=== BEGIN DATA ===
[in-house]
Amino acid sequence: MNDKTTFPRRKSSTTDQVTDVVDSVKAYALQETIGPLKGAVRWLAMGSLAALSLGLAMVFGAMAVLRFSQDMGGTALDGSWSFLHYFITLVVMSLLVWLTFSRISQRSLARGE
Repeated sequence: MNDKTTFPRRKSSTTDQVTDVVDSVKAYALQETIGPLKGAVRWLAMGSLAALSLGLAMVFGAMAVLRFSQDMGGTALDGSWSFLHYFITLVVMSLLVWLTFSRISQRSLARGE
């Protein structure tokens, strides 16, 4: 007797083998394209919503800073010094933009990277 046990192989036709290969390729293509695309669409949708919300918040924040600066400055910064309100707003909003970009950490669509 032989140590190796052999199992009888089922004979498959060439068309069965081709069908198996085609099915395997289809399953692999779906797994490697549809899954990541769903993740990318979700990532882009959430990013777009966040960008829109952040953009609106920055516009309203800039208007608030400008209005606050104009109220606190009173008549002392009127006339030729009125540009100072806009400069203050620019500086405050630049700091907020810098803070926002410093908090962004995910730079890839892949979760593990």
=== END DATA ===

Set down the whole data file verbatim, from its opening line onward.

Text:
[in-house]
Amino acid sequence: MNDKTTFPRRKSSTTDQVTDVVDSVKAYALQETIGPLKGAVRWLAMGSLAALSLGLAMVFGAMAVLRFSQDMGGTALDGSWSFLHYFITLVVMSLLVWLTFSRISQRSLARGE
Repeated sequence: MNDKTTFPRRKSSTTDQVTDVVDSVKAYALQETIGPLKGAVRWLAMGSLAALSLGLAMVFGAMAVLRFSQDMGGTALDGSWSFLHYFITLVVMSLLVWLTFSRISQRSLARGE
């Protein structure tokens, strides 16, 4: 007797083998394209919503800073010094933009990277 046990192989036709290969390729293509695309669409949708919300918040924040600066400055910064309100707003909003970009950490669509 032989140590190796052999199992009888089922004979498959060439068309069965081709069908198996085609099915395997289809399953692999779906797994490697549809899954990541769903993740990318979700990532882009959430990013777009966040960008829109952040953009609106920055516009309203800039208007608030400008209005606050104009109220606190009173008549002392009127006339030729009125540009100072806009400069203050620019500086405050630049700091907020810098803070926002410093908090962004995910730079890839892949979760593990």